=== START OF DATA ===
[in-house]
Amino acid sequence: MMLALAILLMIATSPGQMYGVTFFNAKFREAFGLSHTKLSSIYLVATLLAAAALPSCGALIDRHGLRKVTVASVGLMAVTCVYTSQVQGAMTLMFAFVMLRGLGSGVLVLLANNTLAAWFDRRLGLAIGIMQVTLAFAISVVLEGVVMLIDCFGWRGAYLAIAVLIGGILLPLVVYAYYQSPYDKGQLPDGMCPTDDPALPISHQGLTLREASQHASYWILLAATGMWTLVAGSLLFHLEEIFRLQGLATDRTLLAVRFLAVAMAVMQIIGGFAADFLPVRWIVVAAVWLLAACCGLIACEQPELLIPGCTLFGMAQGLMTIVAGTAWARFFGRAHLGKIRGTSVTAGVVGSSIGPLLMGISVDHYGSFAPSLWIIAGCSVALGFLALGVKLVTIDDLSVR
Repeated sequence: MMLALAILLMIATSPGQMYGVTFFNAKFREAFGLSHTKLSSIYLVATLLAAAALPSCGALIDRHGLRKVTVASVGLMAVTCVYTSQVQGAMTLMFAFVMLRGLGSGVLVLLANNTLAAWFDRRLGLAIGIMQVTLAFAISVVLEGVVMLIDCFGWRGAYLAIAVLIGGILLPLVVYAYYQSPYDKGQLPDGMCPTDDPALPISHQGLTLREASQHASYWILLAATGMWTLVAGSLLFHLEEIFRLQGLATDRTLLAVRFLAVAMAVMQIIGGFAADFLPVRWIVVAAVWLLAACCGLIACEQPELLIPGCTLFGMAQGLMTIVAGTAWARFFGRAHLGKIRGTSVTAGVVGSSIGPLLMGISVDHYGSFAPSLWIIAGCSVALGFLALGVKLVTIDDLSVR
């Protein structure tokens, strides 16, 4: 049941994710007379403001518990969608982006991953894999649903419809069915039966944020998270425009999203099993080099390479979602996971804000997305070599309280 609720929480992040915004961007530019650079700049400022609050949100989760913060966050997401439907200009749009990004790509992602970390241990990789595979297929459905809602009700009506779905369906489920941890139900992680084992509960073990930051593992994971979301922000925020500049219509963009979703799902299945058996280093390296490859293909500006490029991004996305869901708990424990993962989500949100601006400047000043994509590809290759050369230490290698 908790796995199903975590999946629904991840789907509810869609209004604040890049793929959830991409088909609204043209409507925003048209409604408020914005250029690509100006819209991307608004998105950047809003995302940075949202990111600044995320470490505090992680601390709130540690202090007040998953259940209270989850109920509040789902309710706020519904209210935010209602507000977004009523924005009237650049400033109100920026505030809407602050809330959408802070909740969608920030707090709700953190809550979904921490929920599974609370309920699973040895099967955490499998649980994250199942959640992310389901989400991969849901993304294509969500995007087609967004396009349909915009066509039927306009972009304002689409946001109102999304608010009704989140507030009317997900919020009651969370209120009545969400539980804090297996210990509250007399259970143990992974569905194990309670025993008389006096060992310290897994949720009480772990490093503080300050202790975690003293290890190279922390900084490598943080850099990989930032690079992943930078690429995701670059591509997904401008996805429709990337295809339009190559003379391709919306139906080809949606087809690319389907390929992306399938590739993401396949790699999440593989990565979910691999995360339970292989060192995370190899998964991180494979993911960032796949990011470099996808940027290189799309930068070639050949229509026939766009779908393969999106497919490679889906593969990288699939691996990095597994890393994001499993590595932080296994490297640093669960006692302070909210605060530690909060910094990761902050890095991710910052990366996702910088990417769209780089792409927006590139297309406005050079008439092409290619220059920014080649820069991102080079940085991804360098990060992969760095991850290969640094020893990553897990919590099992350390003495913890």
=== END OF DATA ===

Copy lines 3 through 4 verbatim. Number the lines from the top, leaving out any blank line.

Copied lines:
Repeated sequence: MMLALAILLMIATSPGQMYGVTFFNAKFREAFGLSHTKLSSIYLVATLLAAAALPSCGALIDRHGLRKVTVASVGLMAVTCVYTSQVQGAMTLMFAFVMLRGLGSGVLVLLANNTLAAWFDRRLGLAIGIMQVTLAFAISVVLEGVVMLIDCFGWRGAYLAIAVLIGGILLPLVVYAYYQSPYDKGQLPDGMCPTDDPALPISHQGLTLREASQHASYWILLAATGMWTLVAGSLLFHLEEIFRLQGLATDRTLLAVRFLAVAMAVMQIIGGFAADFLPVRWIVVAAVWLLAACCGLIACEQPELLIPGCTLFGMAQGLMTIVAGTAWARFFGRAHLGKIRGTSVTAGVVGSSIGPLLMGISVDHYGSFAPSLWIIAGCSVALGFLALGVKLVTIDDLSVR
């Protein structure tokens, strides 16, 4: 049941994710007379403001518990969608982006991953894999649903419809069915039966944020998270425009999203099993080099390479979602996971804000997305070599309280 609720929480992040915004961007530019650079700049400022609050949100989760913060966050997401439907200009749009990004790509992602970390241990990789595979297929459905809602009700009506779905369906489920941890139900992680084992509960073990930051593992994971979301922000925020500049219509963009979703799902299945058996280093390296490859293909500006490029991004996305869901708990424990993962989500949100601006400047000043994509590809290759050369230490290698 908790796995199903975590999946629904991840789907509810869609209004604040890049793929959830991409088909609204043209409507925003048209409604408020914005250029690509100006819209991307608004998105950047809003995302940075949202990111600044995320470490505090992680601390709130540690202090007040998953259940209270989850109920509040789902309710706020519904209210935010209602507000977004009523924005009237650049400033109100920026505030809407602050809330959408802070909740969608920030707090709700953190809550979904921490929920599974609370309920699973040895099967955490499998649980994250199942959640992310389901989400991969849901993304294509969500995007087609967004396009349909915009066509039927306009972009304002689409946001109102999304608010009704989140507030009317997900919020009651969370209120009545969400539980804090297996210990509250007399259970143990992974569905194990309670025993008389006096060992310290897994949720009480772990490093503080300050202790975690003293290890190279922390900084490598943080850099990989930032690079992943930078690429995701670059591509997904401008996805429709990337295809339009190559003379391709919306139906080809949606087809690319389907390929992306399938590739993401396949790699999440593989990565979910691999995360339970292989060192995370190899998964991180494979993911960032796949990011470099996808940027290189799309930068070639050949229509026939766009779908393969999106497919490679889906593969990288699939691996990095597994890393994001499993590595932080296994490297640093669960006692302070909210605060530690909060910094990761902050890095991710910052990366996702910088990417769209780089792409927006590139297309406005050079008439092409290619220059920014080649820069991102080079940085991804360098990060992969760095991850290969640094020893990553897990919590099992350390003495913890």